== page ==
As a business, you need to make sure you are marketing the right product to the right person, and at the right place, time and price. However, it can be difficult to know where to start. The 7 Ps of marketing are the key areas you should focus on: product, place, price, promotion, people, process, and physical environment.
Below, you can find more information about the 7 Ps of marketing, including what they mean and how you can implement them.
Your product should meet customer needs and there’s no one better placed to tell you what those needs are than your customers themselves. Don’t be afraid to ask what they think of your product or service – if they are satisfied, what they would alter, how their needs might change in the future. Customer feedback is key to the continuous development of your business.
Analysing the profitability of each product or service you offer is also important when it comes to understanding what direction your business should take – what support services you can offer, how the existing product could be improved and where you could add value whilst limiting costs. For help with your calculations, take a look at the 80/20 rule.
Here, place refers to the form of distribution you use depending on the type of product or service you are marketing. If you sell through wholesalers and retailers, for example, they will each need to make a profit from the sale. This will need to be considered when pricing. Products will also need to be promoted, not just to the end customer, but to all those who stock your products as well.
Pitching your price correctly is vitally important. You need to make a profit otherwise your business will not survive, but you need to ensure your price doesn’t put off customers either. Pricing too low may cause customers to think your product or service is low quality, but pricing too high could make the cost outweigh the benefits for them.
When working out the price of your product, start with what you would need to sell it for in order to break even, and then work upwards to add on your profit margin. Reviewing your competitors’ prices is a good way to make sure you’re not pricing yourself out of the market.
The promotional marketing mix is made up of five elements:
However, the type of promotion available to you will depend on the budget you have. For example, if your budget won’t stretch to an advert during Coronation Street, then consider other avenues with a lower cost – and don’t forget to consider the technology available to you.
The key to promotions is to understand your customer. What do they read? Where do they go? Work out the quickest route to your customers and target that. Now more than ever, social media marketing is thriving – and with minimal costs attached, it can’t be overlooked.
The next three elements are fairly new to the marketing mix and were introduced following the shift to a service-led economy. Therefore, the following three P’s extend the marketing theory to intangible services rather than restricting it to tangible products.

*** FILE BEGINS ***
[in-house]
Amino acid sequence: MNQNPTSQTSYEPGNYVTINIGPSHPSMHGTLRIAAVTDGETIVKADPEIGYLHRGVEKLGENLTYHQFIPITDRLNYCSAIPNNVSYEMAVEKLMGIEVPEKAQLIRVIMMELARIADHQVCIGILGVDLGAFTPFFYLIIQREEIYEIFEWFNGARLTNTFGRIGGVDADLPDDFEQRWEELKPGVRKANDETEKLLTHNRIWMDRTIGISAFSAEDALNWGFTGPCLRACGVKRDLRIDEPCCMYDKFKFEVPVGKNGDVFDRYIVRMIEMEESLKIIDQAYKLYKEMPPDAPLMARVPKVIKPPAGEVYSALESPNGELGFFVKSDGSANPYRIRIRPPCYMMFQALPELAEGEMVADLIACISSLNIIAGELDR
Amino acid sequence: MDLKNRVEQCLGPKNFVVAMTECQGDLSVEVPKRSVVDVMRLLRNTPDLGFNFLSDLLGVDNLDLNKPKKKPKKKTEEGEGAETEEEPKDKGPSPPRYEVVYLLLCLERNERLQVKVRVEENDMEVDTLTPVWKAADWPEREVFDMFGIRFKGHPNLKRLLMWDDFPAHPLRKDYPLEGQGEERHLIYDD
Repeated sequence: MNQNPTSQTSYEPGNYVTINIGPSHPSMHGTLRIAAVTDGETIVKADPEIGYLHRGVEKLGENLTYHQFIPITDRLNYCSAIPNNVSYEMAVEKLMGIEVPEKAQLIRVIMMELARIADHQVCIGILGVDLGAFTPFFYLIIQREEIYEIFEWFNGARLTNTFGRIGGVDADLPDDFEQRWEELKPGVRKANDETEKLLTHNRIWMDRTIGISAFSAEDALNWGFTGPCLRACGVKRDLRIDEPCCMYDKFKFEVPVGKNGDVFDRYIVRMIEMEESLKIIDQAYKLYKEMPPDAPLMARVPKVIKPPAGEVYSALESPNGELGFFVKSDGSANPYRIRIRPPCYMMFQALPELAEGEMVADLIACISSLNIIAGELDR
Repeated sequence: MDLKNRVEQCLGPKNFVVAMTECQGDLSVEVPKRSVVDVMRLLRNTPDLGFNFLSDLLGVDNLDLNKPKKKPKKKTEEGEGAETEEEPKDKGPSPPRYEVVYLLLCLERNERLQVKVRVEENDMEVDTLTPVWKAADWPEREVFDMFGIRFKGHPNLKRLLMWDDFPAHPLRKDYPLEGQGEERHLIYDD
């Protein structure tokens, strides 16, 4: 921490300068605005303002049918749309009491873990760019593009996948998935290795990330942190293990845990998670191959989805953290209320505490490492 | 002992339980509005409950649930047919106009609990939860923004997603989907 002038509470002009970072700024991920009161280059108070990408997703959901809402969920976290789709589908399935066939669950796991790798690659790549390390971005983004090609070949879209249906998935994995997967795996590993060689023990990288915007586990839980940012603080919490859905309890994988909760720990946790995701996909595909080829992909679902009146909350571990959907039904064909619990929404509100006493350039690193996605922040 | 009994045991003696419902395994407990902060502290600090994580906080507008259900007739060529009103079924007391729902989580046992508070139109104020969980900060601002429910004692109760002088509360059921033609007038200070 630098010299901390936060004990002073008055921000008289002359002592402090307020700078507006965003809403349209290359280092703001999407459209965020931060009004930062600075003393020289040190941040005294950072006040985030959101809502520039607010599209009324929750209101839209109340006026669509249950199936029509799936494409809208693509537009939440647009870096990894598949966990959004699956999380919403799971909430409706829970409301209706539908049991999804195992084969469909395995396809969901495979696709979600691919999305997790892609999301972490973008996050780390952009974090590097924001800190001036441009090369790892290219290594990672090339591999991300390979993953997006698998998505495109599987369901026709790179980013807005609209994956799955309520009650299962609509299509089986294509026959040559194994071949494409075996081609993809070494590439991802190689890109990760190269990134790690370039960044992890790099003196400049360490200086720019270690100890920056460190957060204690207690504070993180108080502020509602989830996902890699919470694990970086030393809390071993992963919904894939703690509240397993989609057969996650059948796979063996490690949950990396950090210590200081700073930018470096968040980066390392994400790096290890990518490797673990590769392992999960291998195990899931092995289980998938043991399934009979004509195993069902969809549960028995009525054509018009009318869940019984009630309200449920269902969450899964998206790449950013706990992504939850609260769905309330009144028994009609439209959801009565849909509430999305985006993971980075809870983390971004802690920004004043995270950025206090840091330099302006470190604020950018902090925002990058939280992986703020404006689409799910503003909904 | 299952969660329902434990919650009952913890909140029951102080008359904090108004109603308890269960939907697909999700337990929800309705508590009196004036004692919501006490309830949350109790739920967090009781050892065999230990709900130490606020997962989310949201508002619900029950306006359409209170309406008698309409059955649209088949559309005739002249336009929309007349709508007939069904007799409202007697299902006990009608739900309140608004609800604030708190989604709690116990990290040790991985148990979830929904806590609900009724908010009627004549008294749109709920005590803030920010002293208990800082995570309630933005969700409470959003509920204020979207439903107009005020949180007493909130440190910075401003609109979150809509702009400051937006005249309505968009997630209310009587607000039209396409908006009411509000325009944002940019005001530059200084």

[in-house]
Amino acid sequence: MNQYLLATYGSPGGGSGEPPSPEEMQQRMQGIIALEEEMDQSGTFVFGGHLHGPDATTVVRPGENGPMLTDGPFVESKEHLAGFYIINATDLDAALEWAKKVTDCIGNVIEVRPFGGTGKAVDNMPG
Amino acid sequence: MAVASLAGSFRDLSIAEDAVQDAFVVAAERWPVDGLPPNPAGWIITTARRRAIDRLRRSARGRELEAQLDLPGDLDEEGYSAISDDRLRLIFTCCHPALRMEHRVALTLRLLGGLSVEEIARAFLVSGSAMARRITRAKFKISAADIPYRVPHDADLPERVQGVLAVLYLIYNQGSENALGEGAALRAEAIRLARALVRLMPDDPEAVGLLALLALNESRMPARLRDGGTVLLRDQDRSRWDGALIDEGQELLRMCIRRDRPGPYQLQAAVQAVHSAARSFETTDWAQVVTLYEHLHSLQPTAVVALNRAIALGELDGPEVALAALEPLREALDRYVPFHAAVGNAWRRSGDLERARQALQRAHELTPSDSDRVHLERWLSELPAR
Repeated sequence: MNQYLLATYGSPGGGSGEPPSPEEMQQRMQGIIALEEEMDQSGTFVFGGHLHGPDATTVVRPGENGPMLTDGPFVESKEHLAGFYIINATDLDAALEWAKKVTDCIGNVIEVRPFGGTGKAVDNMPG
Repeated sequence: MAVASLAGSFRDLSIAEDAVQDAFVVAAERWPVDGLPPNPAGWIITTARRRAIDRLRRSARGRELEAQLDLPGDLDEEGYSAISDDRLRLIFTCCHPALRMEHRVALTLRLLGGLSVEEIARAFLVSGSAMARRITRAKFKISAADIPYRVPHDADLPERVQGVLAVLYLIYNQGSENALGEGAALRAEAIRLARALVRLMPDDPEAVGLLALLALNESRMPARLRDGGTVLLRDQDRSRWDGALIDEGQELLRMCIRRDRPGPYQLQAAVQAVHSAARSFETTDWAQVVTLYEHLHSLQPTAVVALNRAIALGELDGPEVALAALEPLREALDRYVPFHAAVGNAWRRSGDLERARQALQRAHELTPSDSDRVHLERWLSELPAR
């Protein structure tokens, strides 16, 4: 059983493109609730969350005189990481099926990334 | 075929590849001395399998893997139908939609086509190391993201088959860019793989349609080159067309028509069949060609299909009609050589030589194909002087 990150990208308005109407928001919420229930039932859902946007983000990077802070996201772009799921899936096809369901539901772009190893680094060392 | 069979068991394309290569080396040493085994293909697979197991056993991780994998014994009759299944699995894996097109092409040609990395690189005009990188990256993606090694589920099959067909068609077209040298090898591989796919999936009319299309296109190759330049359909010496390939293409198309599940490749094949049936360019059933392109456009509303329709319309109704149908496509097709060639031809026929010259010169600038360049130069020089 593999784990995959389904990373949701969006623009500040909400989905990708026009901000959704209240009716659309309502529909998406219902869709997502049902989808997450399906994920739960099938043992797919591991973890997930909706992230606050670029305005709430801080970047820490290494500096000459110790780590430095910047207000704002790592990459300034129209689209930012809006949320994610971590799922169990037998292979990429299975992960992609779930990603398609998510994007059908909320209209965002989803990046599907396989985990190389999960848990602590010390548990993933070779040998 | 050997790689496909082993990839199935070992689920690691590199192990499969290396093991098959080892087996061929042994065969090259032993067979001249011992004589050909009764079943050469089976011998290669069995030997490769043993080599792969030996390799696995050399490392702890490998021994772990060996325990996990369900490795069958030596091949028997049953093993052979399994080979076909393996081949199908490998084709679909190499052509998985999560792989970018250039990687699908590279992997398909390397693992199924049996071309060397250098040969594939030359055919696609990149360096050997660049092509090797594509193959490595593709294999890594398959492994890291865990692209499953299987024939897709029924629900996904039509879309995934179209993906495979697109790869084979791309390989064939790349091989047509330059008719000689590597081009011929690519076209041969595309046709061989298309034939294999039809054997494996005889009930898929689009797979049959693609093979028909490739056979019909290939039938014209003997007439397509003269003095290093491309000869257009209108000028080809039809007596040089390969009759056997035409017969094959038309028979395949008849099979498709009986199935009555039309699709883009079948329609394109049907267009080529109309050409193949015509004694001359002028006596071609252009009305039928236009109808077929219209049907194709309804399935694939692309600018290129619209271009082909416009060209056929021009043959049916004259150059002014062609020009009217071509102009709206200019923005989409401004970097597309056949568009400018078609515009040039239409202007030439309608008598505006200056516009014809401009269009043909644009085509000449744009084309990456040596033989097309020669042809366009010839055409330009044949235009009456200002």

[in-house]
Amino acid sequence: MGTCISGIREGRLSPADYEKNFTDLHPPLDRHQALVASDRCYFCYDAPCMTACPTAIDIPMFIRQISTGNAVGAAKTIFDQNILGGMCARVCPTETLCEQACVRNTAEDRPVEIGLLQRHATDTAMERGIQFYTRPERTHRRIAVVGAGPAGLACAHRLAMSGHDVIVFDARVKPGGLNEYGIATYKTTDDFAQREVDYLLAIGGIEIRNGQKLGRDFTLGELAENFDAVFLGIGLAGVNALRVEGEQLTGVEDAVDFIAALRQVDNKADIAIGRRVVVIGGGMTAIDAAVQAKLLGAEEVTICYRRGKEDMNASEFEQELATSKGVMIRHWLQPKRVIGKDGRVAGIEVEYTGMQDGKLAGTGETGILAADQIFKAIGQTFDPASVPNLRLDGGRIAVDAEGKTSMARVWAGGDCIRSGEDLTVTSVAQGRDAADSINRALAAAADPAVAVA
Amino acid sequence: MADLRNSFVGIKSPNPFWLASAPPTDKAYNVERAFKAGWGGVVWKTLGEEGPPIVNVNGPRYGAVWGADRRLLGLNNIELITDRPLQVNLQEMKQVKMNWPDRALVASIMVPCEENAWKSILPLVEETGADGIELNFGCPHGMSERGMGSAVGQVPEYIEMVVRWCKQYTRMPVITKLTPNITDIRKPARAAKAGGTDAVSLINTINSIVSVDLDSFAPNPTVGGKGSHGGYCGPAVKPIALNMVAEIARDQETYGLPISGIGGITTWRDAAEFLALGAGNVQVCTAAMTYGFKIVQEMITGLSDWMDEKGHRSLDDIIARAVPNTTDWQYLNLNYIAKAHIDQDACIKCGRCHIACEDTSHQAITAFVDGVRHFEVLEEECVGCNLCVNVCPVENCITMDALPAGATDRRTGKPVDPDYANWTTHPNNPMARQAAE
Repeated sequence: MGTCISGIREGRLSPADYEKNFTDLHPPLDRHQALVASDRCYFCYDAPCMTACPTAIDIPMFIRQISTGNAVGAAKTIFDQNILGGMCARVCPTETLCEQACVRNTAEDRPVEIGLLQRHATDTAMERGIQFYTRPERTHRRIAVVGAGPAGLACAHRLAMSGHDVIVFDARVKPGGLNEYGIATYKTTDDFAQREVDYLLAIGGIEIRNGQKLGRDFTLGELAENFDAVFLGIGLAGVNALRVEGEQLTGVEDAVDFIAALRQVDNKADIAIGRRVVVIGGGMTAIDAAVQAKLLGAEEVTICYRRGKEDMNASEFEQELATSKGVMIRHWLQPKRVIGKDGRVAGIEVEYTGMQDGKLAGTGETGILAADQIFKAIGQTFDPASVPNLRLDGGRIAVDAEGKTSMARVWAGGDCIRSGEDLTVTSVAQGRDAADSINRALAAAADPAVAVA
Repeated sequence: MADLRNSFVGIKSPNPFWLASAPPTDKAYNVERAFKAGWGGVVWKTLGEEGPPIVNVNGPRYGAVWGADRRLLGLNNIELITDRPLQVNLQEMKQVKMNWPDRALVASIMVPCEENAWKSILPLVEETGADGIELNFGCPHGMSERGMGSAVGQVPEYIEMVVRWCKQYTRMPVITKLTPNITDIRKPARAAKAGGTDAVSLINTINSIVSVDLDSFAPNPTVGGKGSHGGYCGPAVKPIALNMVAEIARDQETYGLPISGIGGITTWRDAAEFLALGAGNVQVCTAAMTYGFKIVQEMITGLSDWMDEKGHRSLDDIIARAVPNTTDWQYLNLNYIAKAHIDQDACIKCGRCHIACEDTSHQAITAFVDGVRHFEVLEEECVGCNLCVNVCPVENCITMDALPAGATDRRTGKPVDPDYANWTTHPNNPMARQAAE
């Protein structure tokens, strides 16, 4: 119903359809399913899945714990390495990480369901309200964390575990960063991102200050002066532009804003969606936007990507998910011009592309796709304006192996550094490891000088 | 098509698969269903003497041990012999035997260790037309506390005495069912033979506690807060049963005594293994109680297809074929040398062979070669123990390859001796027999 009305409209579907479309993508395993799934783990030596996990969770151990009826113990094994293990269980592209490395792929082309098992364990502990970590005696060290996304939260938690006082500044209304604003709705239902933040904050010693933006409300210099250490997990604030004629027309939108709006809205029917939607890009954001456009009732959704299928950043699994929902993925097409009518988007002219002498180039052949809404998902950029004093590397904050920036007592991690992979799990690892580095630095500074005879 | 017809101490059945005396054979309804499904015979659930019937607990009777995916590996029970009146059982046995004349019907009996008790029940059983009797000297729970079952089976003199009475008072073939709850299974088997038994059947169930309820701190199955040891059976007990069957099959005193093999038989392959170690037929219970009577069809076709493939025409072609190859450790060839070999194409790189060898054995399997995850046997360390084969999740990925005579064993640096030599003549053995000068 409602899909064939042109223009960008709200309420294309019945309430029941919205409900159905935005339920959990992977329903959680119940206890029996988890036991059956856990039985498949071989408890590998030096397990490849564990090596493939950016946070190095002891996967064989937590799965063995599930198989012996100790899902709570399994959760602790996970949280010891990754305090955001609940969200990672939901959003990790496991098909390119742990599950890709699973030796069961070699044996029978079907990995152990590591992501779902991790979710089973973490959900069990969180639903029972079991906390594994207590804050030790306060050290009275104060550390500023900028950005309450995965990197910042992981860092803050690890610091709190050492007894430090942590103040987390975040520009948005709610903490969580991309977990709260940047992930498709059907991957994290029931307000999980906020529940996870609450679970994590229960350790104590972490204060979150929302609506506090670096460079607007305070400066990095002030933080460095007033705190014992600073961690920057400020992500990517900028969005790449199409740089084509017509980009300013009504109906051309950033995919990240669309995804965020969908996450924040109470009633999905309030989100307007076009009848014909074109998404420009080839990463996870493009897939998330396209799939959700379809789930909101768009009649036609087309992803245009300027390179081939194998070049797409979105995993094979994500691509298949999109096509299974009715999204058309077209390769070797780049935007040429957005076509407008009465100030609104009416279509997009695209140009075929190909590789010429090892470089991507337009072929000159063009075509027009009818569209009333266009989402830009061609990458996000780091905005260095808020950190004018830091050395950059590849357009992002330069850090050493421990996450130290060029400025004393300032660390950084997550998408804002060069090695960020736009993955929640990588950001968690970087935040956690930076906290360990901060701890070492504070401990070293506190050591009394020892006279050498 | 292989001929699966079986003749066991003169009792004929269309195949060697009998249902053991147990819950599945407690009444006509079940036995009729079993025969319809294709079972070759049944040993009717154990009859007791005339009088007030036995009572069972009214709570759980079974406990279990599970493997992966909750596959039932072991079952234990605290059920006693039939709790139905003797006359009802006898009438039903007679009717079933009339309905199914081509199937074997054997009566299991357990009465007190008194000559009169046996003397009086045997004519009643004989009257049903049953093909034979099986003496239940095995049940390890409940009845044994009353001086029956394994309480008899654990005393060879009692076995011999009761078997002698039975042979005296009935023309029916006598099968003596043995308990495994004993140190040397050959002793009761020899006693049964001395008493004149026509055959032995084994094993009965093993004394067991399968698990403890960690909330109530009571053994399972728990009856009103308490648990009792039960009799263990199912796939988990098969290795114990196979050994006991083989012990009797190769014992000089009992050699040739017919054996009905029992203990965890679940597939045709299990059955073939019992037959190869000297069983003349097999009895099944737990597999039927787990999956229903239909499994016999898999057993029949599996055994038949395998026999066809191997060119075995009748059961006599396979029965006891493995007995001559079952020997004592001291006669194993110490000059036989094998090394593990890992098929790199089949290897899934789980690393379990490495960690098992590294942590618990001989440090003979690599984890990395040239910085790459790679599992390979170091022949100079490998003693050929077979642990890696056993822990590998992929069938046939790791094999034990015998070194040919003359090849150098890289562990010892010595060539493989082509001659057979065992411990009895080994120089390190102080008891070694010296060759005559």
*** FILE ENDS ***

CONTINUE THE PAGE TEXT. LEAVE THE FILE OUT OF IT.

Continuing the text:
Regardless of their individual departments and job roles, marketing is the responsibility of everyone in a service organisation. Every interaction customers have with your employees will reflect on your business – so it’s essential to make sure your people are delivering your brand’s image as intended.
Unlike tangible products, where production often happens before the customer even decides to use your business, services are usually done with the customer present – whether that’s physically or remotely. Customers are paying for the delivery of your service, so getting it right is key. Things that can put them off include:
Remember to think about what your customers want, and tailor your process to exceed their expectations.
You might not think you deliver a tangible product, but it’s unlikely any business is purely service-based without delivering physical products to the customer. Think about what they are and how you can refine them to improve your customers’ experience.
For example, here at Caunce O’Hara we provide our customers with documents. Whilst we predominantly provide a service, we also have to think about how these physical elements look and feel to the customer.
The 7 P’s marketing mix has been around for decades – it’s tried and trusted advice that helps businesses optimise their marketing strategies. It’s not set in stone, though. Some marketers suggest two additional points, planning and partners, to make sure you’re taking advantage of future opportunities and making strategic relationships in your industry.
This marketing mix is used by experts on a day to day basis, but that doesn’t mean it’ll fit everyone perfectly. If you’re looking to improve your marketing plans, you should adapt this advice to fit your own unique business model so you can put your best foot forward. Good luck!